Fletcher Sports Boats

Brief History of Norman Fletcher and his Boats

This is why they were popular, stylish, fast and roomy

From a model shop in the West Midlands Norman Fletcher built his first boat for speed and performance. They proved so successful that people were asking him to build boats for them. This was around the late 1950’s and England was recovering from the dreadful war years and the swinging 60’s were just around the corner.

Futuristic in design and still very popular

Norman in the following 10 years built Fletcher Boats into a global force in the sports boat market and become the largest producer outside the USA a remarkable feat.

At every boat show there was a new Fletcher or a facelifted version of an existing model, people were queuing to buy. Fletcher was by now a huge success, but Norman sold out to the Hornby Group in the late 80’s and sales dropped, possibly because his passion was not in the new owners company. Fletcher became a significant moulder for the likes of Avon Inflatables and Sunseeker Boats, they also produced thousands of mudguards for ERF Trucks.

Fletcher was suffering a double blow by now, because Europe was still recovering from a recession and there was a massive increase in cheap imports. Some disastrous Group decisions also served to put pressure on an already stretched company, so in 2002 the administrators were called in.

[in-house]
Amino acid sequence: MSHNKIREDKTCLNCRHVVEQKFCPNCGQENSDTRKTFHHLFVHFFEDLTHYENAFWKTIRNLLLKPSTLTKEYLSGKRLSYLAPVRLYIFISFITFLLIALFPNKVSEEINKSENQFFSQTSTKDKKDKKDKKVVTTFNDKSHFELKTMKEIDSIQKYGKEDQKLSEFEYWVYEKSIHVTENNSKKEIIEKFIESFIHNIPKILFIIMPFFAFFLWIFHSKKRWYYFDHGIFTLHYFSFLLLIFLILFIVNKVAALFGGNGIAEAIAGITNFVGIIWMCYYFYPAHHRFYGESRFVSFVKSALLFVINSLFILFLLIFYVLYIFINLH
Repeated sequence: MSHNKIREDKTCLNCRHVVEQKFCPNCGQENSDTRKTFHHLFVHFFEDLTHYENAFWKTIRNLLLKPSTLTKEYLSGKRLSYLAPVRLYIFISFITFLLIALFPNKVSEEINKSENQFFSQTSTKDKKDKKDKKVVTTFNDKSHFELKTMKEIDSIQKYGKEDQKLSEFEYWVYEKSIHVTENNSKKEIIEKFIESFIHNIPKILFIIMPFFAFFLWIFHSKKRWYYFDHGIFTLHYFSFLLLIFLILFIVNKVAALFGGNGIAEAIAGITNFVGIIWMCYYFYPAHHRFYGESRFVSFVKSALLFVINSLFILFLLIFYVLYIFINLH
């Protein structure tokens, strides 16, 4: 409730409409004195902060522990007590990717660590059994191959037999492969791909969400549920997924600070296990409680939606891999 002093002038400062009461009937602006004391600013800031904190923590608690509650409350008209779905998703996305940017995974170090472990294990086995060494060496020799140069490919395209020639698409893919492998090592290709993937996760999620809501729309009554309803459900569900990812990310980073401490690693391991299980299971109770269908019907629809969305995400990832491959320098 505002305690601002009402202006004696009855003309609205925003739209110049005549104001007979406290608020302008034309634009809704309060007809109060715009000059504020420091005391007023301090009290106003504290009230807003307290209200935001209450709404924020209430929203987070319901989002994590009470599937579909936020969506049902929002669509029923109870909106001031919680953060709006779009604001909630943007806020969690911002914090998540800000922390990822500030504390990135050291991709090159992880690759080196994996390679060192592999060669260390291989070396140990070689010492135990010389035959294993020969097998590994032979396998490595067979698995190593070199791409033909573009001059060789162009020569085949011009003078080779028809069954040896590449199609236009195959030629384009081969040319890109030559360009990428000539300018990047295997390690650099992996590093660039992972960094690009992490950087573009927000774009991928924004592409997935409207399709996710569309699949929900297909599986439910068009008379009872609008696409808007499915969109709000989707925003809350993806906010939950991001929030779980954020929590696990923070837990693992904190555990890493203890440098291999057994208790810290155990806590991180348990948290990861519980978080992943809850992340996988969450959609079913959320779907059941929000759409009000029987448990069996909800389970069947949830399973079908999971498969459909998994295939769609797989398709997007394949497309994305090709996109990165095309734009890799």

Fletcher had their own trailer division and this was a significant part of the supply chain as without a trailer the boats weren’t going anywhere. They were also the largest single boat trailer user in the UK so quite a prize for a manufacturer.

SBS Trailers in Wolverhampton started to make approaches in the early nineties and after much persuasion was awarded the exclusive contract to supply trailers to Fletcher. The design and branding remained the same and this started a long association between the two companies. Having outgrown its current premises SBS was looking to relocate so when Fletcher got into difficulties SBS approached them with a view to buying them out and combining the operations at the Fletcher site. Their initial attempt failed and the company was bought by someone else who distinguished themselves by going into liquidation barely a year later.

Nevertheless, despite the recent bruising SBS made another bid, this time for the name, IPR and design rights and managed to secure a deal. Combining the two businesses on an already overcrowded site was never going to work so new premises were sought and both businesses then occupied a significant factory of 70,000 square feet near Junction 2 of the M54.

Global competition and currency exchange rates are a fact of life and SBS tried to carve a new niche for Fletcher, but the company eventually failed leaving SBS as a trailer manufacturer only again.

This was my little Fletcher GTO in the mid 1980’s. It was brilliant, so was the little SJ410 as a tow car for it.